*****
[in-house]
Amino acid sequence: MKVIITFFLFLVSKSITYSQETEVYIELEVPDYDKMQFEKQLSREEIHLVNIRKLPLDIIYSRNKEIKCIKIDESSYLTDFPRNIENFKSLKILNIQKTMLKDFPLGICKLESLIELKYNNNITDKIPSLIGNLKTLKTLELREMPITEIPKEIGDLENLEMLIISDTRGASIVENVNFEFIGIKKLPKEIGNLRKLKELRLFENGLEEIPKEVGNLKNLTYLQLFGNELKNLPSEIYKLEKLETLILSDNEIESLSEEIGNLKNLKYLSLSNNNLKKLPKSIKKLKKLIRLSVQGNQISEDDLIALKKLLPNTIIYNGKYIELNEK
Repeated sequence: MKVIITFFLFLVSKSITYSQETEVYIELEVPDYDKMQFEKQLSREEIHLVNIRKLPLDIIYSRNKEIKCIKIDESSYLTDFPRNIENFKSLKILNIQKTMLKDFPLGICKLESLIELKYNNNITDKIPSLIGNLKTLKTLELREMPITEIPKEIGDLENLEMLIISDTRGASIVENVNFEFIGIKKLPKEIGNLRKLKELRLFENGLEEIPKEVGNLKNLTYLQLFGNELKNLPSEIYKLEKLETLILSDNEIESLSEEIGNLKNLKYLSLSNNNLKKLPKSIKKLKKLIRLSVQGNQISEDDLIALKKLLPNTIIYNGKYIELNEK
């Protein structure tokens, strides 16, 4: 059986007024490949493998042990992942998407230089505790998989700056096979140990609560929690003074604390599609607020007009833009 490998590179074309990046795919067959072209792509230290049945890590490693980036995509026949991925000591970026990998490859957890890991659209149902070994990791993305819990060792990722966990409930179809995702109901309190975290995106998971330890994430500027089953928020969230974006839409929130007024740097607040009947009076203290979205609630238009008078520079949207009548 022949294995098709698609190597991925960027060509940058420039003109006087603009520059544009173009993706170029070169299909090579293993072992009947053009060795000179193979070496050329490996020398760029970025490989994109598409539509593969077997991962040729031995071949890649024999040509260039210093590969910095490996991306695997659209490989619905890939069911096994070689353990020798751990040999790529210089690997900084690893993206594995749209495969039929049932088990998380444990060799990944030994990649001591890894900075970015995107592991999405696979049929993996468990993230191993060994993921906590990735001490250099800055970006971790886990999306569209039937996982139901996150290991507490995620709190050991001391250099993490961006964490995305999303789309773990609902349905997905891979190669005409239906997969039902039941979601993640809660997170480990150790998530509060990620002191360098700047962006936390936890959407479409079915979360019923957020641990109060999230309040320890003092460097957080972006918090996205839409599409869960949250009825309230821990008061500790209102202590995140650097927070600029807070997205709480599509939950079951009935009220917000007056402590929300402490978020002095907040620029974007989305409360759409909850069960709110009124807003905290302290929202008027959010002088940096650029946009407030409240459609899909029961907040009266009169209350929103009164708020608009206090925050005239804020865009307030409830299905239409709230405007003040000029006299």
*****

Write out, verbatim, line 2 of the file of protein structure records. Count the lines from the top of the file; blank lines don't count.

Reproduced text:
Amino acid sequence: MKVIITFFLFLVSKSITYSQETEVYIELEVPDYDKMQFEKQLSREEIHLVNIRKLPLDIIYSRNKEIKCIKIDESSYLTDFPRNIENFKSLKILNIQKTMLKDFPLGICKLESLIELKYNNNITDKIPSLIGNLKTLKTLELREMPITEIPKEIGDLENLEMLIISDTRGASIVENVNFEFIGIKKLPKEIGNLRKLKELRLFENGLEEIPKEVGNLKNLTYLQLFGNELKNLPSEIYKLEKLETLILSDNEIESLSEEIGNLKNLKYLSLSNNNLKKLPKSIKKLKKLIRLSVQGNQISEDDLIALKKLLPNTIIYNGKYIELNEK